UPDATE: Check that, Machado just went deep again. He clubbed a three-run shot in the bottom of the sixth inning that chased Hochevar from the ballgame. Here’s the video.
Per Eddie A. Encina of the Baltimore Sun, the 20-year-old is now the youngest player in Orioles history to have a multi-homer game. Goodness.
8:43 PM: It hasn’t taken long for Manny Machado to make an impact in Baltimore.
After going 2-for-4 with a triple and a run scored in his major league debut last night, Machado hit his first career home run tonight against the Royals. The 20-year-old turned on a pitch from right-hander Luke Hochevar in the bottom of the fifth inning and deposited it over the left field fence. The solo shot put the Orioles in front 3-1.
You can watch the video of the home run here. Eddie A. Encina of the Baltimore Sun passes along word that Machado is the youngest Oriole to homer since Hall of Fame right-hander Jim Palmer did it on May 16, 1965 vs. the Yankees at the age of 19. How crazy is that?
We’ll likely see some growing pains in the days ahead, but the rookie has already made the surprising Orioles more interesting.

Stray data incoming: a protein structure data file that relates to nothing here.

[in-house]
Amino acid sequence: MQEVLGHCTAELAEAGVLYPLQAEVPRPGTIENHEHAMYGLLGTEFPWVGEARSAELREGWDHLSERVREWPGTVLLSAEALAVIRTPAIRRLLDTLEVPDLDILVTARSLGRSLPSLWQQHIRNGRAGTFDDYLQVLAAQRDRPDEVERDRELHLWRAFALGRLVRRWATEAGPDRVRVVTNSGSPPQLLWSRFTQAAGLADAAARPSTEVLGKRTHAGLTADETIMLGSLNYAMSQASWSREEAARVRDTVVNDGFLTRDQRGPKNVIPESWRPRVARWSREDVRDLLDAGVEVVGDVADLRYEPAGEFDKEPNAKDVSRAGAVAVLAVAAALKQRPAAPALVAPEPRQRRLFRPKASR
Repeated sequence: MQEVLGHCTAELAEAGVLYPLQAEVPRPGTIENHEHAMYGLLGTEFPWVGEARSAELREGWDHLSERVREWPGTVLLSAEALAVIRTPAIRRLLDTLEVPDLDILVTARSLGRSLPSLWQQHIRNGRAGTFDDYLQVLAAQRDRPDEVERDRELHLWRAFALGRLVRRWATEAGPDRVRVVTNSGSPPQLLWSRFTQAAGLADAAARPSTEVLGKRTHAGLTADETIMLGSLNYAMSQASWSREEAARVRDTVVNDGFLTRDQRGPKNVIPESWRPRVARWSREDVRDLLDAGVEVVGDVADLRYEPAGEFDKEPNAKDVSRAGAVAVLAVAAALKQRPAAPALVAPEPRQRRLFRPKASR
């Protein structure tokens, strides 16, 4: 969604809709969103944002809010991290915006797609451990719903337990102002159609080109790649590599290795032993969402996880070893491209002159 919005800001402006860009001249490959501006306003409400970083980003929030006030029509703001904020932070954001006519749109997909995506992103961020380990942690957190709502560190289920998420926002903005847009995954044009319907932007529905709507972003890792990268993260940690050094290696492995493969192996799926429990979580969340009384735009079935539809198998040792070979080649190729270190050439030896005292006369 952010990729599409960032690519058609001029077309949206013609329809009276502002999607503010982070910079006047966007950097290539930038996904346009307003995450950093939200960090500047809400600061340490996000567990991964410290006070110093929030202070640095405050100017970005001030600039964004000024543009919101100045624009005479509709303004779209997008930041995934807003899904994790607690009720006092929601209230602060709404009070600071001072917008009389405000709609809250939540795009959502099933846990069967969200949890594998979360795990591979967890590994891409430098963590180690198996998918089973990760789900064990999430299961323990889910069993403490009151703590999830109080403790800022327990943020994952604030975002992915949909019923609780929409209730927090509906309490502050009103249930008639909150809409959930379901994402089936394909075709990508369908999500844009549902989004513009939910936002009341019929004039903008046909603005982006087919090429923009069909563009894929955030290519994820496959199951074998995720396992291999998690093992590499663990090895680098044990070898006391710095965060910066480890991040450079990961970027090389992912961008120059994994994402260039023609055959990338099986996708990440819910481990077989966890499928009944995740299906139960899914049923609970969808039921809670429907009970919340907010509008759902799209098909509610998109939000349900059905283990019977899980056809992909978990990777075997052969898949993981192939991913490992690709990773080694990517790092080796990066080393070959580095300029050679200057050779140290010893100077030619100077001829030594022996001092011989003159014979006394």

Cardinal closer Trevor Rosenthal was taken out of last night’s game against the Red Sox after he gave up a big homer and a walk. He velocity was down as well, and Mike Mathney said after the game that he didn’t look right. Now the Cardinals are going to take a closer look at him, and he’ll be examined today for what is being described as “tightness” in his right arm.
Rosenthal is 3-4 with a 3.40 ERA and a K/BB ratio of 76/20 in 47.2 innings. He has 11 saves after regaining the closer’s job from Seung Hwan Oh. Now some combination of Oh, Tyler Lyons, and John Brebbia will fill in for Rosenthal to the extent he needs to miss time.
Aaron Judge hit a monster home run in last night’s win over the Mets, but he also set a dubious record. Judge struck out for the 33rd consecutive game, setting a new mark for a position player in a single season.
Yes, that’s qualified. No pitchers, of course, as I assume many of them have struck out in more than 33 straight games. Also, Adam Dunn once struck out in 36 straight games, but that straddled two seasons: he struck out in the final four games of 2011 and the first 32 games of 2012. Still, Judge’s feat is impressive, and given the nature of his game and the state of baseball these days, it’s not hard to imagine him striking out in three or four more straight games anyway.
None of which, by the way, should be all that much of a slight on Judge. The guy is still hitting .291/.420/.614, even with his second half slump. If I was a manager I’d happily accept his whiffs in exchange for everything else he brings to the table. It’s not 1959 anymore, and strikeouts are not the worst thing that can happen.